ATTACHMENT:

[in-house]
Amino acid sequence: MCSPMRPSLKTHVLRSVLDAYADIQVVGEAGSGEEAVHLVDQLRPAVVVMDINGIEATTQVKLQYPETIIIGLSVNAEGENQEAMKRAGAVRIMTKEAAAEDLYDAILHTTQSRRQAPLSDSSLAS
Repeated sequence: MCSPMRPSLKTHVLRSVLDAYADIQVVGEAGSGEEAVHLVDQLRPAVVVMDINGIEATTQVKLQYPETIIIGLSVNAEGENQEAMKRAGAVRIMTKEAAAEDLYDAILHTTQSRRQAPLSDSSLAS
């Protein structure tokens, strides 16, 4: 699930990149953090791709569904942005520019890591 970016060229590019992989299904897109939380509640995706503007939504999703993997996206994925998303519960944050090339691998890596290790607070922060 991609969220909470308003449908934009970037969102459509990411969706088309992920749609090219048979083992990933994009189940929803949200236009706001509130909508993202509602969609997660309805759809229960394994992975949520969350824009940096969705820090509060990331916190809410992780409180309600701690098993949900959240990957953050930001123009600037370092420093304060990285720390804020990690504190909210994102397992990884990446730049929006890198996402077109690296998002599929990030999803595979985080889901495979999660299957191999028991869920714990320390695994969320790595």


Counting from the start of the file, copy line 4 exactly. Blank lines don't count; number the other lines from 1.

């Protein structure tokens, strides 16, 4: 699930990149953090791709569904942005520019890591 970016060229590019992989299904897109939380509640995706503007939504999703993997996206994925998303519960944050090339691998890596290790607070922060 991609969220909470308003449908934009970037969102459509990411969706088309992920749609090219048979083992990933994009189940929803949200236009706001509130909508993202509602969609997660309805759809229960394994992975949520969350824009940096969705820090509060990331916190809410992780409180309600701690098993949900959240990957953050930001123009600037370092420093304060990285720390804020990690504190909210994102397992990884990446730049929006890198996402077109690296998002599929990030999803595979985080889901495979999660299957191999028991869920714990320390695994969320790595």